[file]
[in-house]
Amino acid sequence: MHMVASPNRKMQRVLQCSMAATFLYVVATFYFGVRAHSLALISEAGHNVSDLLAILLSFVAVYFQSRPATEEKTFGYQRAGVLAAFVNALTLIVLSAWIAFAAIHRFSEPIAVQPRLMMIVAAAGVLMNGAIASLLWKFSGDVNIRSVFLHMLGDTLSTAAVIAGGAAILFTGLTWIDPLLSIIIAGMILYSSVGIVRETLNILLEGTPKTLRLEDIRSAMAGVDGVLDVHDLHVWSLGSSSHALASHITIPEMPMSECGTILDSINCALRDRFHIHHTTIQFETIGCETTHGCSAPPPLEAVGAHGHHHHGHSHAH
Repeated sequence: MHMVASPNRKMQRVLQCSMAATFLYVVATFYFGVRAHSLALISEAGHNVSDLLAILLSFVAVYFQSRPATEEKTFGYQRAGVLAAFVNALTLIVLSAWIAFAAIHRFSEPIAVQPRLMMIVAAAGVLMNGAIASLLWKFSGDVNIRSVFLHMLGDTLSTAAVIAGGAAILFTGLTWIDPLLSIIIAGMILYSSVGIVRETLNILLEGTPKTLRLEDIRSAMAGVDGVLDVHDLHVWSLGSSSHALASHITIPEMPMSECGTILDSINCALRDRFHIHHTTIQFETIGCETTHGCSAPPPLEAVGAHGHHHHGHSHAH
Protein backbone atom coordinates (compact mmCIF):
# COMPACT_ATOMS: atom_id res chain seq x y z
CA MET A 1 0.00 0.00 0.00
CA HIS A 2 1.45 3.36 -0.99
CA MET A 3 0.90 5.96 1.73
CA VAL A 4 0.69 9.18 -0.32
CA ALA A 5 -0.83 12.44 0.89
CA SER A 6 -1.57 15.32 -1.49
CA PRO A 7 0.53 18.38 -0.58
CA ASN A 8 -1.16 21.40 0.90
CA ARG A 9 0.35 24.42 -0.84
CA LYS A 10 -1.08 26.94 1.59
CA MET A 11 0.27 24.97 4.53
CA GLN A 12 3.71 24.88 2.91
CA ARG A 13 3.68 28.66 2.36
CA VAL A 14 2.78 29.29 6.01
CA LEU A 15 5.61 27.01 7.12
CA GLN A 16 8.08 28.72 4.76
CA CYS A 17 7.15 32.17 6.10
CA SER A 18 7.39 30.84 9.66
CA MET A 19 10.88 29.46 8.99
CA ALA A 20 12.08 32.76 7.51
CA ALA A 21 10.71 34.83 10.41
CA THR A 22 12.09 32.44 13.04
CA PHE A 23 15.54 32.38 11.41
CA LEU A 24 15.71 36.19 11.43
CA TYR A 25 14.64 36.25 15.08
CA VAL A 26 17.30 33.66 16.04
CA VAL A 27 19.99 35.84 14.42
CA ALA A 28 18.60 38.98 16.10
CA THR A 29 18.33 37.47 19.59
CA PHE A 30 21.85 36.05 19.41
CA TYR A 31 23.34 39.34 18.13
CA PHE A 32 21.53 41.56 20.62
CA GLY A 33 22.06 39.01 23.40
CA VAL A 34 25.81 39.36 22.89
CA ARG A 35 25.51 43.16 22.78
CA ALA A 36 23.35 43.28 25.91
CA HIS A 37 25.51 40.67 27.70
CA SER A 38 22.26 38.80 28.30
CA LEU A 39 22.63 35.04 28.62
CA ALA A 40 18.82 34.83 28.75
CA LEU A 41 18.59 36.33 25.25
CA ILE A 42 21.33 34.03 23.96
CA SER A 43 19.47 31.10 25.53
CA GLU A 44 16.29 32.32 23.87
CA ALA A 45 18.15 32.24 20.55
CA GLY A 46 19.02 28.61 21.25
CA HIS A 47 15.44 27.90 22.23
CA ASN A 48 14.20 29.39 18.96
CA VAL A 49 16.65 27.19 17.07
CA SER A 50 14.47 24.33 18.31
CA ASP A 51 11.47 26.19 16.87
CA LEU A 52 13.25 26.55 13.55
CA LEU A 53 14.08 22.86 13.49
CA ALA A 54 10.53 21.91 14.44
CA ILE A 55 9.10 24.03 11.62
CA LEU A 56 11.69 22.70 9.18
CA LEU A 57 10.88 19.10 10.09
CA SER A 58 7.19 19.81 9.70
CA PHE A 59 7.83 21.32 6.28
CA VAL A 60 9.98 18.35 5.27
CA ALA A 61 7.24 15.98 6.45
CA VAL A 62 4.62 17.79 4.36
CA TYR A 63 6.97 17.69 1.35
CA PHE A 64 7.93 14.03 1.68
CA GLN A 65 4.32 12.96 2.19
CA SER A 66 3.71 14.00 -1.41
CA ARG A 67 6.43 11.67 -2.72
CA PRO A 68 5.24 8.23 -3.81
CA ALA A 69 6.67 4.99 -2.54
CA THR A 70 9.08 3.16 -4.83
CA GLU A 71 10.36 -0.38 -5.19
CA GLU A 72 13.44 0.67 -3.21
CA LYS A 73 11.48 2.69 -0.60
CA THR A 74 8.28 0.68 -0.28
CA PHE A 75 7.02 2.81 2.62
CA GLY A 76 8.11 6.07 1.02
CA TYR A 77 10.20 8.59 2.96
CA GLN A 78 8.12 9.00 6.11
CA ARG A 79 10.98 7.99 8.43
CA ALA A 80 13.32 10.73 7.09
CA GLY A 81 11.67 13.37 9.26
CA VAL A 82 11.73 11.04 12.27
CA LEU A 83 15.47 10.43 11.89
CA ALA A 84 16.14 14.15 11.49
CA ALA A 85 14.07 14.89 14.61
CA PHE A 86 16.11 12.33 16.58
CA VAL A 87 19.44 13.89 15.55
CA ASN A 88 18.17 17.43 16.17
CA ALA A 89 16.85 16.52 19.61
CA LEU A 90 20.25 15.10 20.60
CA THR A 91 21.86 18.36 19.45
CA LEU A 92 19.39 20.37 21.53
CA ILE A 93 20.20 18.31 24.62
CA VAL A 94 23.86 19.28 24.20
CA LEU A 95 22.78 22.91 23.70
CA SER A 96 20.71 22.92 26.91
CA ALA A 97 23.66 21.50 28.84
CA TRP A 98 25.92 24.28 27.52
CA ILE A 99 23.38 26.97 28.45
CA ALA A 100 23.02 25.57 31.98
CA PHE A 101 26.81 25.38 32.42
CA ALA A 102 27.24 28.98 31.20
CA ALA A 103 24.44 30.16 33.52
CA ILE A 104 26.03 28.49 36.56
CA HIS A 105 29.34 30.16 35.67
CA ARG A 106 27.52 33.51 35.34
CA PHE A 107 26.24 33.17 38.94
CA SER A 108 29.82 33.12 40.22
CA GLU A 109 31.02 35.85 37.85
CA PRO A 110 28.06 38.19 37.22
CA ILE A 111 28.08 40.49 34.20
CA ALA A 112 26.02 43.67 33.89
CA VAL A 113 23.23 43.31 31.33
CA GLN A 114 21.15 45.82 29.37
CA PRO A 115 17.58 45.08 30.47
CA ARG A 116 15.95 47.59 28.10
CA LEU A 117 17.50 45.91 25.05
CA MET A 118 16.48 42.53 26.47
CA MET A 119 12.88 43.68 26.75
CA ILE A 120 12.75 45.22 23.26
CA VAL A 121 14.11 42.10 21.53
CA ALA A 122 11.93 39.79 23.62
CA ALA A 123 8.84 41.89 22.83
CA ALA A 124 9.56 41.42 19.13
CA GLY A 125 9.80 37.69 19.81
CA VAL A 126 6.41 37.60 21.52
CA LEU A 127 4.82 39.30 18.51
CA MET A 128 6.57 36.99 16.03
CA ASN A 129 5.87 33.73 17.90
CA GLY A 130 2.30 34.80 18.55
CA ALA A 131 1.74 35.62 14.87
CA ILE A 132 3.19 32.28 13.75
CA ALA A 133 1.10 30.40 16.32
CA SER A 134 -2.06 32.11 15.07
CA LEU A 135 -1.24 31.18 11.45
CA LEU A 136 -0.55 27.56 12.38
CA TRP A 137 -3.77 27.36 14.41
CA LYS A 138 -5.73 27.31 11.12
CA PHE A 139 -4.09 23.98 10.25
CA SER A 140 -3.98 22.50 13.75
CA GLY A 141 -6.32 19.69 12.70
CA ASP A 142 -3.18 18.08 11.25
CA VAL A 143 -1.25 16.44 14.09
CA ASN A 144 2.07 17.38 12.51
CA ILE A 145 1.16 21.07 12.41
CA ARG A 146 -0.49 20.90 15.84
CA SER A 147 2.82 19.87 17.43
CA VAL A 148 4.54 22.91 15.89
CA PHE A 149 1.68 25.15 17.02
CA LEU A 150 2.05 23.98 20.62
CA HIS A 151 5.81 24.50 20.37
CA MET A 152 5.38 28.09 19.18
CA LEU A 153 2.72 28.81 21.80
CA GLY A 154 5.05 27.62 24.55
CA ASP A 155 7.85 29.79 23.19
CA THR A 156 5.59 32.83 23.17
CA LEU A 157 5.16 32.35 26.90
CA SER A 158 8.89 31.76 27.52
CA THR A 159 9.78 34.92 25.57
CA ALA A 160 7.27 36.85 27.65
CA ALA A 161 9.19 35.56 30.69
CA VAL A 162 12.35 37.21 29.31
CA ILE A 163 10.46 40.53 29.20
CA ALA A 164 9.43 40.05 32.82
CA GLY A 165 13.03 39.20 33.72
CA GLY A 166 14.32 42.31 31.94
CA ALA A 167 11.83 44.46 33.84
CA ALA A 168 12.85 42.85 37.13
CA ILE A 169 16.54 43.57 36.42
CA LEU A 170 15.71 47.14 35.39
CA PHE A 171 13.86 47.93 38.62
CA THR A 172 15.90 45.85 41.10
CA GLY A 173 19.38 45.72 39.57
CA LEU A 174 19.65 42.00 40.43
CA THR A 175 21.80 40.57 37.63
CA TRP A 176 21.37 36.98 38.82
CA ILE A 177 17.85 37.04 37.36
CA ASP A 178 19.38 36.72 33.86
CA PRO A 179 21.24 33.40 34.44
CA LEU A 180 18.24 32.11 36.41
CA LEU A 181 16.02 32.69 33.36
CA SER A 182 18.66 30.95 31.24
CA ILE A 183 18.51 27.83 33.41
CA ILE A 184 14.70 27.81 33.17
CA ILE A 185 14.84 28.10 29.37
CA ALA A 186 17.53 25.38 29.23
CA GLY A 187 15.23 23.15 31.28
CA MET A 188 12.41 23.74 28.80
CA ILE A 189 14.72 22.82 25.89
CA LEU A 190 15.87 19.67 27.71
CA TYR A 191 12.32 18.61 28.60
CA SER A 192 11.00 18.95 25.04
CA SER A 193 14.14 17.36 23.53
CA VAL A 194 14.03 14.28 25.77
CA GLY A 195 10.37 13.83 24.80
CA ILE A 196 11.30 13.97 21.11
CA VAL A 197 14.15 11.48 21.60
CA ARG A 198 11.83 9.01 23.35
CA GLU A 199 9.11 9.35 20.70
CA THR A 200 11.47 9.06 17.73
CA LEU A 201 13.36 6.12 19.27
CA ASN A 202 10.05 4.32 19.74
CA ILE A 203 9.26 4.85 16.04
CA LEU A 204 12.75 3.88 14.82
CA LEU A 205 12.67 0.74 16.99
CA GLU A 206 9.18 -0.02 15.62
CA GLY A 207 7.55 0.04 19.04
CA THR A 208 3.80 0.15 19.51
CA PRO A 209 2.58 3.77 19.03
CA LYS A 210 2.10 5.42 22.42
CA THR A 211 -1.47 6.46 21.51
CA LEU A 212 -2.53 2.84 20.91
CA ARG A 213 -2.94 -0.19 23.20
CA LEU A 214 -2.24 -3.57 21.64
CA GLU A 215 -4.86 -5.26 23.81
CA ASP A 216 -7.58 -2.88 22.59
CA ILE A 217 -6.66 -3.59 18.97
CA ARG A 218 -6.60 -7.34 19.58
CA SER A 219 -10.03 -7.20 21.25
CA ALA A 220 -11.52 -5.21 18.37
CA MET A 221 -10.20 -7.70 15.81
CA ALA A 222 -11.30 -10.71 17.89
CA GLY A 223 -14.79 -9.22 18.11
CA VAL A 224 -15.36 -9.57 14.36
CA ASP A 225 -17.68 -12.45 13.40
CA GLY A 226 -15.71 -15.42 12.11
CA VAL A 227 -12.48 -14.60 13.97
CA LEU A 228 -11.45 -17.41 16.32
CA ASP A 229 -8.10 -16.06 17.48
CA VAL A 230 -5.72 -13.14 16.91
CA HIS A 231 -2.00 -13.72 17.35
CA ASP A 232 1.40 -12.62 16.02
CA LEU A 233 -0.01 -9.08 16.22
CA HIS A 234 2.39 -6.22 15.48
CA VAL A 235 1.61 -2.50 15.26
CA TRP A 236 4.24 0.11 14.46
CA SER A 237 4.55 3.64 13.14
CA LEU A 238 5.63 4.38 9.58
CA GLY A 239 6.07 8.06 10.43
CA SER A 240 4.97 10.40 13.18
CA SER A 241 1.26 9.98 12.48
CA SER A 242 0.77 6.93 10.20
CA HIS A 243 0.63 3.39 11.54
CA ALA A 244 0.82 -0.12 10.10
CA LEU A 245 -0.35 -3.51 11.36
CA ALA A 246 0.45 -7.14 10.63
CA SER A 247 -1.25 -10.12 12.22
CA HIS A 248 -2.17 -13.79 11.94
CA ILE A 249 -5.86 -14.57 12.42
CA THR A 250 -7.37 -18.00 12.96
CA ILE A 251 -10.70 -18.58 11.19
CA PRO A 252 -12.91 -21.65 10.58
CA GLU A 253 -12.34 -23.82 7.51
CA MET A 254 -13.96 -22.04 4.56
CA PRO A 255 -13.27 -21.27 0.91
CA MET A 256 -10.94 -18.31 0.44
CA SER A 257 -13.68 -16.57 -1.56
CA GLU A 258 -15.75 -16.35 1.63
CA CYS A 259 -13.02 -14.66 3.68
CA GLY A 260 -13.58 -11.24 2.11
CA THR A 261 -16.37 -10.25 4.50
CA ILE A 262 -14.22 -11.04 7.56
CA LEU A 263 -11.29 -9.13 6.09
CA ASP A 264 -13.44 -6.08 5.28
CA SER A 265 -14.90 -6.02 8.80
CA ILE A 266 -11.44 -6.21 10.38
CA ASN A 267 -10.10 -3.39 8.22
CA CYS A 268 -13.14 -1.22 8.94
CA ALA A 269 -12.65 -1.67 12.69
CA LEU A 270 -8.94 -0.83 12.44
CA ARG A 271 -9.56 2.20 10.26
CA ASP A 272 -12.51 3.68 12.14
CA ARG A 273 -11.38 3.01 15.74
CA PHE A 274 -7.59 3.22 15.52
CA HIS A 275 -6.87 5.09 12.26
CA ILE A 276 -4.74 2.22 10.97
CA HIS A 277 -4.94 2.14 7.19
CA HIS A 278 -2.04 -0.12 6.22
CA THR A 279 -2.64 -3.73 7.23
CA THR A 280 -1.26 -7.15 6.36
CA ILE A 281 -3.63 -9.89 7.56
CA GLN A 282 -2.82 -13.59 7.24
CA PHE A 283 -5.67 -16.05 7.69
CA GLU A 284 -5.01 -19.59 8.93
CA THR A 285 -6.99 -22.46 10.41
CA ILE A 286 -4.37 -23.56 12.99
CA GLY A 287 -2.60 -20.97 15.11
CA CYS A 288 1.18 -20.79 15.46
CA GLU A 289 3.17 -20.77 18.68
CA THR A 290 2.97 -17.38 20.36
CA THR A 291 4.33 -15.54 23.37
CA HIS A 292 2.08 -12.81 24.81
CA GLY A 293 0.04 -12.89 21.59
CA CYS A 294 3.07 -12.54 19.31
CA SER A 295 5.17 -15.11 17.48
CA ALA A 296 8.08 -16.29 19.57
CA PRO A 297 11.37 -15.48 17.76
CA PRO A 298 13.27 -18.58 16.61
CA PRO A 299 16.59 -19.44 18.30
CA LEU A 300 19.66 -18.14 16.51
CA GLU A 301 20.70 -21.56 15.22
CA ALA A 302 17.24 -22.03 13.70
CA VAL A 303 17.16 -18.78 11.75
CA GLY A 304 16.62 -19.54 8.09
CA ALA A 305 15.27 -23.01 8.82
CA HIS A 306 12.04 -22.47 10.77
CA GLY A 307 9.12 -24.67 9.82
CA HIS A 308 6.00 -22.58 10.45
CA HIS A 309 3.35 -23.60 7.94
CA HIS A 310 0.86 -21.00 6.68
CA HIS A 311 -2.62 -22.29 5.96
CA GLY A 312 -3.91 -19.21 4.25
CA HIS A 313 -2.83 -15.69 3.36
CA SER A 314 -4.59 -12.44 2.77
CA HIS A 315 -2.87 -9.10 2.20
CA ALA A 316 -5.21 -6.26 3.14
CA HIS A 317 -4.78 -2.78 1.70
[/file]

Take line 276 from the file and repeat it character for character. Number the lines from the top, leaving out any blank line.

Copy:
CA ARG A 271 -9.56 2.20 10.26